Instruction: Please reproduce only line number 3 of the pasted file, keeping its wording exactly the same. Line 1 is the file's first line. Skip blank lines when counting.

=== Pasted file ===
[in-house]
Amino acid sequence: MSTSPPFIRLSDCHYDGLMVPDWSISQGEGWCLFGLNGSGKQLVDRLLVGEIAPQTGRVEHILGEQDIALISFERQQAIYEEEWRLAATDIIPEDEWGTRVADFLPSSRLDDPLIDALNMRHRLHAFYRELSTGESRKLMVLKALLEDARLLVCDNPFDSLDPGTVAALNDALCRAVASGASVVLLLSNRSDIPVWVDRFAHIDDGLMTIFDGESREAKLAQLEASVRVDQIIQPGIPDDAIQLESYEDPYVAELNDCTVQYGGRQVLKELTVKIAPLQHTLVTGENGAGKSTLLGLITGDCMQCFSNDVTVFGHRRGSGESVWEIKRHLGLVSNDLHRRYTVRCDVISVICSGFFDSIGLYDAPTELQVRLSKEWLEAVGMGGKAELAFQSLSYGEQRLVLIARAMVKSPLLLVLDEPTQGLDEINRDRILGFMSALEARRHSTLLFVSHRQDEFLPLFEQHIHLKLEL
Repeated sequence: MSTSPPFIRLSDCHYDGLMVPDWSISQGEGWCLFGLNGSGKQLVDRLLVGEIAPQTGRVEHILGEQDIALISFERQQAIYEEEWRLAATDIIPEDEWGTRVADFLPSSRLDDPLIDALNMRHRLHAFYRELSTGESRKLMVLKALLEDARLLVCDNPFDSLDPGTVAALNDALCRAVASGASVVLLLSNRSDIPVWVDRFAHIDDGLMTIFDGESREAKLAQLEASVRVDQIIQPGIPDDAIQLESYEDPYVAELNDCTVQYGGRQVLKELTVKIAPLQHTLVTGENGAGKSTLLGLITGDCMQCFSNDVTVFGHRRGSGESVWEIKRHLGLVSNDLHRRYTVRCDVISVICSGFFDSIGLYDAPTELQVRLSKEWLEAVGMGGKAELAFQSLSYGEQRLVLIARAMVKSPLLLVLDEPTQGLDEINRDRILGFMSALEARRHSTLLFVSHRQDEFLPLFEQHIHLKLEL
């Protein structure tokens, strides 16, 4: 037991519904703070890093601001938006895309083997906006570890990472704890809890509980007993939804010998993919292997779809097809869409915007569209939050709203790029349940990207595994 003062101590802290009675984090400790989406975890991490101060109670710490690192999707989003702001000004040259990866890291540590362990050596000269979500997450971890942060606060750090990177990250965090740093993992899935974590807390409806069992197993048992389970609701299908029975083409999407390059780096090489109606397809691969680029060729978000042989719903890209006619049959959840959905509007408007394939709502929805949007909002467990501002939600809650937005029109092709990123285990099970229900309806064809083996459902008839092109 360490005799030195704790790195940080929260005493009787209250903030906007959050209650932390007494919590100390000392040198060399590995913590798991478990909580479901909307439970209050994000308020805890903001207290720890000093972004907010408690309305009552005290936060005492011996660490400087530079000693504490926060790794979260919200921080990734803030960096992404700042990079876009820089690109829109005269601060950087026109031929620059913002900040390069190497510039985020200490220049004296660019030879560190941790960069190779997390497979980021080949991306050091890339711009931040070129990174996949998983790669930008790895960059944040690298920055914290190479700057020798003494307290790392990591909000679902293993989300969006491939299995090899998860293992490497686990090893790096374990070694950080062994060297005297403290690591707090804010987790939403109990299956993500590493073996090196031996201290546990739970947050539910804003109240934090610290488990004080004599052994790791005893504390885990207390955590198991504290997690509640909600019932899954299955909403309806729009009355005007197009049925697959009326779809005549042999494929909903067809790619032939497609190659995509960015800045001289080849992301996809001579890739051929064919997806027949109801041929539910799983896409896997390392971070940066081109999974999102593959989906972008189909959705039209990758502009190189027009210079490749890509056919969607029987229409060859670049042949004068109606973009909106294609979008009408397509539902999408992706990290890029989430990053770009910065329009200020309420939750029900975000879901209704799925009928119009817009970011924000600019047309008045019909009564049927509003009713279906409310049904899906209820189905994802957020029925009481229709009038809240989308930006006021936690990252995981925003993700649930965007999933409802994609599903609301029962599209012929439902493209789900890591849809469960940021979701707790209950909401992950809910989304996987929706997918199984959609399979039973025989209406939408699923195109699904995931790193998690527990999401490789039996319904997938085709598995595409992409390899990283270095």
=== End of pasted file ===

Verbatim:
Repeated sequence: MSTSPPFIRLSDCHYDGLMVPDWSISQGEGWCLFGLNGSGKQLVDRLLVGEIAPQTGRVEHILGEQDIALISFERQQAIYEEEWRLAATDIIPEDEWGTRVADFLPSSRLDDPLIDALNMRHRLHAFYRELSTGESRKLMVLKALLEDARLLVCDNPFDSLDPGTVAALNDALCRAVASGASVVLLLSNRSDIPVWVDRFAHIDDGLMTIFDGESREAKLAQLEASVRVDQIIQPGIPDDAIQLESYEDPYVAELNDCTVQYGGRQVLKELTVKIAPLQHTLVTGENGAGKSTLLGLITGDCMQCFSNDVTVFGHRRGSGESVWEIKRHLGLVSNDLHRRYTVRCDVISVICSGFFDSIGLYDAPTELQVRLSKEWLEAVGMGGKAELAFQSLSYGEQRLVLIARAMVKSPLLLVLDEPTQGLDEINRDRILGFMSALEARRHSTLLFVSHRQDEFLPLFEQHIHLKLEL